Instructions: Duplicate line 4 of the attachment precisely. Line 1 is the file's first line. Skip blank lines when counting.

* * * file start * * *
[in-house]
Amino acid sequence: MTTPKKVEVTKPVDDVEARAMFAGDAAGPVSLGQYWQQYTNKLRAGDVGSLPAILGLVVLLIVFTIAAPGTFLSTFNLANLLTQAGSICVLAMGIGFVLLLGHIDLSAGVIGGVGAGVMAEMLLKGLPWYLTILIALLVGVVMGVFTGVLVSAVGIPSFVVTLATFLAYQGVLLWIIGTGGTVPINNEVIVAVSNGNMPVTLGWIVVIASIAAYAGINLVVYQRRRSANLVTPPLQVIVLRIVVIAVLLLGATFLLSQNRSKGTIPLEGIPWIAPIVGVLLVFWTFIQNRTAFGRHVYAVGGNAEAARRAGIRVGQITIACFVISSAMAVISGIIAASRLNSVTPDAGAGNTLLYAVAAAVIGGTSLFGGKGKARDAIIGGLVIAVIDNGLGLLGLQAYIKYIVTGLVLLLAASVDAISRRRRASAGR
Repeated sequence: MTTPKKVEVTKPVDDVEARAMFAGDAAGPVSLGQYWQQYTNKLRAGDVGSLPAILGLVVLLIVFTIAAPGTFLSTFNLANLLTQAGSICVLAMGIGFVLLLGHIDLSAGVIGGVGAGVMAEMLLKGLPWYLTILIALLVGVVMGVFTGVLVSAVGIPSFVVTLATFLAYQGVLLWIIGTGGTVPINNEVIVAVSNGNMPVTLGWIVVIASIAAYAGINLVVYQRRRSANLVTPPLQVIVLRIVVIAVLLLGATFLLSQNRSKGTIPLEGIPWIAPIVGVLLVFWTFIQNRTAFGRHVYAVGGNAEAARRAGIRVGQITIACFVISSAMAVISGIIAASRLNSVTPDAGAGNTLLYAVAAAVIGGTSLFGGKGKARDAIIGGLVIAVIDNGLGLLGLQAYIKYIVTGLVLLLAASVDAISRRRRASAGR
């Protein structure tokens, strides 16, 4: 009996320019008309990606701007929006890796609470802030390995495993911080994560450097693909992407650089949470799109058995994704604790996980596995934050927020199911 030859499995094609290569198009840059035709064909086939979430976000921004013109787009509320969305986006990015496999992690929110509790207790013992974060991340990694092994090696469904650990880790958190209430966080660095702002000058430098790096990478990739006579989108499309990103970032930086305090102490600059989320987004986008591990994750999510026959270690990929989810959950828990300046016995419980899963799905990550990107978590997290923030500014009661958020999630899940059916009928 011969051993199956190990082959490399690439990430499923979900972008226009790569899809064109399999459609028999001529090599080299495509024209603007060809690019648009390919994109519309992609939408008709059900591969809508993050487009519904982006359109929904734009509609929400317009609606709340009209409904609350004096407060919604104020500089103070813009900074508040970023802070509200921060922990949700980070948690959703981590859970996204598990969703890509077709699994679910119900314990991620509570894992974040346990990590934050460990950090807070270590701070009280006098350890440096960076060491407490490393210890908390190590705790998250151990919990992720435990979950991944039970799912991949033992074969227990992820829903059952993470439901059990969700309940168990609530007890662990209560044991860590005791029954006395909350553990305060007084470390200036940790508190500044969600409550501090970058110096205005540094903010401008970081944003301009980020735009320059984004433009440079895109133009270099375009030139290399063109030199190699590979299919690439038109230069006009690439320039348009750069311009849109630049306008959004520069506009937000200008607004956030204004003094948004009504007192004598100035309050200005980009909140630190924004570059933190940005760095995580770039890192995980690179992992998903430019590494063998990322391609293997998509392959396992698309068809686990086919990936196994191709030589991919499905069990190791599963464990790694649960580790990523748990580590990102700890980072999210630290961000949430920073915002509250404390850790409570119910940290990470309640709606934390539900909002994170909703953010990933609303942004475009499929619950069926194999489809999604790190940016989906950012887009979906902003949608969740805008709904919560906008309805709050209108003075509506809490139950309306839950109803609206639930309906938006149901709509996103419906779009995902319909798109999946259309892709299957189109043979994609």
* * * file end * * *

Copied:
């Protein structure tokens, strides 16, 4: 009996320019008309990606701007929006890796609470802030390995495993911080994560450097693909992407650089949470799109058995994704604790996980596995934050927020199911 030859499995094609290569198009840059035709064909086939979430976000921004013109787009509320969305986006990015496999992690929110509790207790013992974060991340990694092994090696469904650990880790958190209430966080660095702002000058430098790096990478990739006579989108499309990103970032930086305090102490600059989320987004986008591990994750999510026959270690990929989810959950828990300046016995419980899963799905990550990107978590997290923030500014009661958020999630899940059916009928 011969051993199956190990082959490399690439990430499923979900972008226009790569899809064109399999459609028999001529090599080299495509024209603007060809690019648009390919994109519309992609939408008709059900591969809508993050487009519904982006359109929904734009509609929400317009609606709340009209409904609350004096407060919604104020500089103070813009900074508040970023802070509200921060922990949700980070948690959703981590859970996204598990969703890509077709699994679910119900314990991620509570894992974040346990990590934050460990950090807070270590701070009280006098350890440096960076060491407490490393210890908390190590705790998250151990919990992720435990979950991944039970799912991949033992074969227990992820829903059952993470439901059990969700309940168990609530007890662990209560044991860590005791029954006395909350553990305060007084470390200036940790508190500044969600409550501090970058110096205005540094903010401008970081944003301009980020735009320059984004433009440079895109133009270099375009030139290399063109030199190699590979299919690439038109230069006009690439320039348009750069311009849109630049306008959004520069506009937000200008607004956030204004003094948004009504007192004598100035309050200005980009909140630190924004570059933190940005760095995580770039890192995980690179992992998903430019590494063998990322391609293997998509392959396992698309068809686990086919990936196994191709030589991919499905069990190791599963464990790694649960580790990523748990580590990102700890980072999210630290961000949430920073915002509250404390850790409570119910940290990470309640709606934390539900909002994170909703953010990933609303942004475009499929619950069926194999489809999604790190940016989906950012887009979906902003949608969740805008709904919560906008309805709050209108003075509506809490139950309306839950109803609206639930309906938006149901709509996103419906779009995902319909798109999946259309892709299957189109043979994609």